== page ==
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Roger Federer believes his two-month break from competing on the ATP Tour will help him as he prepares for a hectic few months between now and the US Open in September.
The 17-time Grand Slam winner last played in Indian Wells where he was hampered by a back injury as he went out to Rafael Nadal in the quarter-finals.
"It took me a little time to get over my back issue from Indian Wells, but at the same time, that clashed with my vacation anyway, which was okay," he told a press conference on Sunday ahead of defending his Madrid Masters title.
"Now I feel good. Obviously extremely excited about being back on tour and entering all the tournaments from here through to the US Open really, so it's going to be a long stretch and you want to be ready for it."
Federer seemed to be the least affected by the controversial blue clay used at last year's event where he went on to win for a record third time in Madrid.
But he welcomed the change back to the traditional red clay and joined Nadal in describing the surfaces at the Caja Magica as the best they have ever been.
"There was a lot of criticism about the colour, about the quality of the court as well, being extremely slippery," said the world number two.
"I don't know if that was due to the colour, but this tournament has in the past had issues with the quality of the court. I think through what happened last year with the controversy around the blue clay, it was a big eye opener to have a proper court here now.
"I think this year, from what I'm hearing from the players, it's a good quality court and the players are happy. In the process, hopefully we'll see better tennis this year."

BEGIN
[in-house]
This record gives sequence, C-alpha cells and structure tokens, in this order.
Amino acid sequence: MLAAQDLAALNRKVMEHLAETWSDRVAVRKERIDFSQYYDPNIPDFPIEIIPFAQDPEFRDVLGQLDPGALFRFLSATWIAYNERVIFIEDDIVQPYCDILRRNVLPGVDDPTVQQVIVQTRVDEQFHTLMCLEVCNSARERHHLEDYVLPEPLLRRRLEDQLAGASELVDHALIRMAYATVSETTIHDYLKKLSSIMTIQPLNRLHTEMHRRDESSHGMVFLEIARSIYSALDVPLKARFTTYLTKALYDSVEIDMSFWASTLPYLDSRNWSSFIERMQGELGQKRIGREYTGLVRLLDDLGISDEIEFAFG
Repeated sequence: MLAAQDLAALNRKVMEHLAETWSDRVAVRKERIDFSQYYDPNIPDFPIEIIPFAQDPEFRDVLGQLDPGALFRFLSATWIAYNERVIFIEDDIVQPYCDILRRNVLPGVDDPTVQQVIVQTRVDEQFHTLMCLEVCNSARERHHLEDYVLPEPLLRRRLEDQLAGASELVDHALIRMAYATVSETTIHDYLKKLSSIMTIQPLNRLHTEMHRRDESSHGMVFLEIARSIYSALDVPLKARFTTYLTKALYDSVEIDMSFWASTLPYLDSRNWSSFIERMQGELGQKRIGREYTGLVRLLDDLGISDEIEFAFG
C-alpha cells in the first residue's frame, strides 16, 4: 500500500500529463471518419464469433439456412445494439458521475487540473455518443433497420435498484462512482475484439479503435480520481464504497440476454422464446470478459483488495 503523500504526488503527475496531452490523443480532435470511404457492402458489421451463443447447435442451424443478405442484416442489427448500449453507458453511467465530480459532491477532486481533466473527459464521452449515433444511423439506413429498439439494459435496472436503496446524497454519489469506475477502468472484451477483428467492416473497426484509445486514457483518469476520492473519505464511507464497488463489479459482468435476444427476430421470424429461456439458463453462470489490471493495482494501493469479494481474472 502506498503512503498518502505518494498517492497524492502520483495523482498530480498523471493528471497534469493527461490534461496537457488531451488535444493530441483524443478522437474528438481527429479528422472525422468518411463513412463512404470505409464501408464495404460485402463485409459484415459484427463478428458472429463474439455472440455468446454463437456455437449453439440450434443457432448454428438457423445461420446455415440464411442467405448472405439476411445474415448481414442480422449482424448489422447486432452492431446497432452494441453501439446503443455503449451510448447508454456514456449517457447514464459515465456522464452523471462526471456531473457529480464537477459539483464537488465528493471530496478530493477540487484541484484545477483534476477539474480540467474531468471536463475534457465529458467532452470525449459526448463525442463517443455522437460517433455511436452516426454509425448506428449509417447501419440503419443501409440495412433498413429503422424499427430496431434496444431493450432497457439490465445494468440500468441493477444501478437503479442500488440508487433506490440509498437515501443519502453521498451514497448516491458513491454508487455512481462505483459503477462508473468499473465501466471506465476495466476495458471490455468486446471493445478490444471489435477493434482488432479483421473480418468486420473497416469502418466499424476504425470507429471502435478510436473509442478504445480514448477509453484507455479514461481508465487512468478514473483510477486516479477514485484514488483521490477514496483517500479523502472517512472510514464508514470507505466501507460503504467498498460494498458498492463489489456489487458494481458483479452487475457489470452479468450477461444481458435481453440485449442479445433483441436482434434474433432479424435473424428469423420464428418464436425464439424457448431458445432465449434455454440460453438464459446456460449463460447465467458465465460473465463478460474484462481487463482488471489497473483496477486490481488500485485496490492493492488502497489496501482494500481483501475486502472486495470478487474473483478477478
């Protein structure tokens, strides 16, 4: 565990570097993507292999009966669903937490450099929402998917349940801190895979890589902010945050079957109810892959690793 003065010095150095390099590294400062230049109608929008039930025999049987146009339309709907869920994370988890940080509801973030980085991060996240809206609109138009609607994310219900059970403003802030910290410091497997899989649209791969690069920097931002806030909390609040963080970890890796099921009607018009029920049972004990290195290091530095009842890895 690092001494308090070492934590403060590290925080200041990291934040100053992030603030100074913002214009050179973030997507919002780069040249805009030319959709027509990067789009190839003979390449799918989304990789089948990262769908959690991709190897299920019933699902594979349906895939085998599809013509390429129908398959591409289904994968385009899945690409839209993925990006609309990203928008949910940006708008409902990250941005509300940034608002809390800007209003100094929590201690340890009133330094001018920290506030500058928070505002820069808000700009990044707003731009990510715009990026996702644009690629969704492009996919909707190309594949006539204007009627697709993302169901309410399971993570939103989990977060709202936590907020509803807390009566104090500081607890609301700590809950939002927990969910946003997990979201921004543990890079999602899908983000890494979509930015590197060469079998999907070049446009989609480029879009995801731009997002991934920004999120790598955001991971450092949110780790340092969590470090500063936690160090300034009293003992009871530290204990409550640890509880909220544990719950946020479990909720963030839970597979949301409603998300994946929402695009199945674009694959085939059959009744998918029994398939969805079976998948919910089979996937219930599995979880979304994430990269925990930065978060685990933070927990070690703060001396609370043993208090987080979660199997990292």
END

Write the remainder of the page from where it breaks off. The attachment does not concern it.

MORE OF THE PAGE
World number one Novak Djokovic joined in the praise of the new courts, but refused to get drawn into a debate over whether he was favourite to lift the title in the Spanish capital or at the French Open next month.
The Serb dethroned Nadal after an eight-year reign at his last outing in Monte Carlo, prompting many to believe he could complete the career Grand Slam at Roland Garros where his Spanish rival is a record seven-time champion.
"The court is great. The one where I practiced is great. I haven't practiced on the centre court yet, but I'll try to do that tonight to get a little feel about it," said Djokovic.
"But also from the opinions of the other players I can hear only positive comments, so it's great to see that."
First up though Djokovic could face a tricky first round opponent in Grigor Dimitrov who took a set off Nadal before losing in the Monte Carlo quarter-finals last month.
The world number 29 faces Spanish qualifier Javier Marti in the first round, and Djokovic expects a tough test should the Bulgarian get through.
"I've played him in Indian Wells and he's very talented player. He has the capacity to play at a very, very high level. He's an all-round player, and he has showed it," said Djokovic.
"There is an altitude here, 500, 600 meters, which helps the servers and more aggressive players. The ball travels through the air faster, so that can make Dimitrov very dangerous."
World number three Andy Murray had a disappointing start to his claycourt season in Monte Carlo as he was swept aside by Stanislas Wawrinka in the third round.
"On grass and hard courts I've played very well over the last year," said US Open and Olympic champion Murray, who has never won a claycourt title.
"The clay has been still the most challenging surface for me, but I've played some good matches and beaten some tough players; at the French Open I made the second week there a few times; made the semis.
"I feel like I'm a better player now than I was then."